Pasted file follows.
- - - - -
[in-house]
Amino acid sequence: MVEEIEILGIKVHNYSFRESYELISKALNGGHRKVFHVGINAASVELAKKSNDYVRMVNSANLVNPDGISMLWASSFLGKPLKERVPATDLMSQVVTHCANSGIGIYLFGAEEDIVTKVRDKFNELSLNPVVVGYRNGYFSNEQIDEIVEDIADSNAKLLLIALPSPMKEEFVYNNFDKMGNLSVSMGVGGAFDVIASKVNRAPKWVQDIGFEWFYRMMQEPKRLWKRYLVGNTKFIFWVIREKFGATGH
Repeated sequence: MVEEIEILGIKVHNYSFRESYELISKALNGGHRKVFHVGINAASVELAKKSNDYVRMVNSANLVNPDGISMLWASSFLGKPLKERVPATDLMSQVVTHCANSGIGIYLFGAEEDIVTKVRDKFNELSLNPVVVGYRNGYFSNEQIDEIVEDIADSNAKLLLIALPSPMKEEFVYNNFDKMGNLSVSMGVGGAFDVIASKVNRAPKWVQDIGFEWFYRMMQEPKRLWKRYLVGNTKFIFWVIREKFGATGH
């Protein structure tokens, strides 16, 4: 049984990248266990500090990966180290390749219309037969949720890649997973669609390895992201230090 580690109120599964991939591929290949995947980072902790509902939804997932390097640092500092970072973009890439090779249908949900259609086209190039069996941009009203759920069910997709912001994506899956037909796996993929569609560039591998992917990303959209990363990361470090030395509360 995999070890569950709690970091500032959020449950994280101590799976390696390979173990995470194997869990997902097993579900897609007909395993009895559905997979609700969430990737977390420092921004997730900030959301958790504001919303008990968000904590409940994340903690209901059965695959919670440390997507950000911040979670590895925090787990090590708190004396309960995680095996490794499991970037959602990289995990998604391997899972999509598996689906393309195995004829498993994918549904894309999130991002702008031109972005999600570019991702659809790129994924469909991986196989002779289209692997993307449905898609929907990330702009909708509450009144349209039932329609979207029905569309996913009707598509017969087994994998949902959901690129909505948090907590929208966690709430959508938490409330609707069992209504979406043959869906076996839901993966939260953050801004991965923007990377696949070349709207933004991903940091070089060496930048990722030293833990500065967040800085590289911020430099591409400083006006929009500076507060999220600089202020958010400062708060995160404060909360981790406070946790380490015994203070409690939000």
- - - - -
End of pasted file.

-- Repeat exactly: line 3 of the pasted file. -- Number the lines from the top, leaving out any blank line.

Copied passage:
Repeated sequence: MVEEIEILGIKVHNYSFRESYELISKALNGGHRKVFHVGINAASVELAKKSNDYVRMVNSANLVNPDGISMLWASSFLGKPLKERVPATDLMSQVVTHCANSGIGIYLFGAEEDIVTKVRDKFNELSLNPVVVGYRNGYFSNEQIDEIVEDIADSNAKLLLIALPSPMKEEFVYNNFDKMGNLSVSMGVGGAFDVIASKVNRAPKWVQDIGFEWFYRMMQEPKRLWKRYLVGNTKFIFWVIREKFGATGH